HEALTHY LIVING
05/10/2016 04:19 pm ET | Updated May 11, 2016

Daily Napping Could Help Save Your Life

Napping improves alertness, mood and performance. But what if daily napping could help save your life? Research shows that midday sleep is associated with lower 24-hour blood pressure and supports healthy lifestyles. Plus, history's got a host of famous nap lovers, from Einstein to Edison! So, why do we think napping is only for kids, the elderly and the sick?

One possible reason is that our modern society carries a stigma that napping is for lazy people. After all, a busy schedule may mean that you are highly successful -- conversely, a break in the day for a nap could be seen as weakness. But, I dare you to try napping regularly for 15-20 minutes at a time and notice the inspiration, productivity and alertness!

Here are 3 types of naps that you could consider:

  1. Emergency napping -- when you are in a situation where it is a danger to your life not to, such as driving or working with dangerous machinery. Don't try to push a little longer to get home. Pull off the road and get to a safe area to take a short nap. If you are falling asleep at the office, don't just write one more email -- stop and take a power nap. (Here are some ideas on how to do so at your office!)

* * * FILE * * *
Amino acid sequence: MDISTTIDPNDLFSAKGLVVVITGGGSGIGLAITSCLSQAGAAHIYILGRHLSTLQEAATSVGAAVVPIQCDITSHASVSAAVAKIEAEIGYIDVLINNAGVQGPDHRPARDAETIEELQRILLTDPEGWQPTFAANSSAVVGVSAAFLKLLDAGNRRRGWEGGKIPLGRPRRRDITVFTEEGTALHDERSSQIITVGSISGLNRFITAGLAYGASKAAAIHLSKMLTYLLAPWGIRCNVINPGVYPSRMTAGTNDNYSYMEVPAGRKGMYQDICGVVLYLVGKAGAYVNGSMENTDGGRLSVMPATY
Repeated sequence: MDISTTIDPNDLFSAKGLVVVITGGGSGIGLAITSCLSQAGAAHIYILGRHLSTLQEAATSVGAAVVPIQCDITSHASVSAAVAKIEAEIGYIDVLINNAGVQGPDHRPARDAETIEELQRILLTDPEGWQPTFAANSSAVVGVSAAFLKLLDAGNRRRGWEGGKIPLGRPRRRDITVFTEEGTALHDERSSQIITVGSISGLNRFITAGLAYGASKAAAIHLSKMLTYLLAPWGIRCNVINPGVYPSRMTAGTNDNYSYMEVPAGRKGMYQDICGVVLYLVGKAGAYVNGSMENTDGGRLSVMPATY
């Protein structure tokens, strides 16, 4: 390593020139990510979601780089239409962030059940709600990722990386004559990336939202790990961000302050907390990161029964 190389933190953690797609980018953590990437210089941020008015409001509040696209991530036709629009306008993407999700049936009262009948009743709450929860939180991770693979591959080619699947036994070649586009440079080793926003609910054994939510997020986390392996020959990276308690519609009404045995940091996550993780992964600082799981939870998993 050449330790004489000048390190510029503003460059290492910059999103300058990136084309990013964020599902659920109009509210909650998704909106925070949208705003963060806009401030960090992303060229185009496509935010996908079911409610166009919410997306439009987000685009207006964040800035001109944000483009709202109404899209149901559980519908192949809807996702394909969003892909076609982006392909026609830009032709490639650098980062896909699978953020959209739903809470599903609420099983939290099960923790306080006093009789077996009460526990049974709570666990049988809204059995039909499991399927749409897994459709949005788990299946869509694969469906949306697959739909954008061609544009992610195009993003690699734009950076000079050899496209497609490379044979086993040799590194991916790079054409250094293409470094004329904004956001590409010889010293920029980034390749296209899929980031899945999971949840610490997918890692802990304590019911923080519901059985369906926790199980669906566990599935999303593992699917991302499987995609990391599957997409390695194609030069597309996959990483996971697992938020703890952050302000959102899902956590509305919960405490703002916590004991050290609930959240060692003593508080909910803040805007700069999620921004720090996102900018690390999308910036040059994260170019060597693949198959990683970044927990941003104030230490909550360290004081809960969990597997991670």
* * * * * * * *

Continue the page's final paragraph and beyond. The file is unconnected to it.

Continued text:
• Planned napping -- when you know ahead of time that you'll need to or want to be awake later one night, or if you've got a planned daytime activity that demands your highest functioning. This type of occasional napping is done without necessarily feeling sleepy.
  • Habitual or daily napping -- when you nap pretty much every day at around the same time. Most adults do this after lunch.
  • If napping is done at the right time for a short period of time, it can also be helpful for insomnia. For those suffering from insomnia, the more exhausted you are the harder it is to fall asleep and stay asleep. Napping can relieve states of chronic exhaustion caused by insomnia and other sleep disorders. In addition to napping, approaching your particular insomnia depending on the time of the night you are waking up, could also help you sleep better.

    The National Sleep Foundation recommends looking at napping as a mini-vacation within each day. The perfect time for one is between 12pm and 3pm for about 15-20 minutes. Put a timer on for 30 minutes so you can relax and not worry that you might be oversleeping.

    In Chinese medicine, it is thought that even the act of laying flat for 30 minutes in the middle of the day can be beneficial. So if you think you can't nap, simply rest. One day you may be surprised to notice your body relaxing enough to actually doze off for a few minutes!

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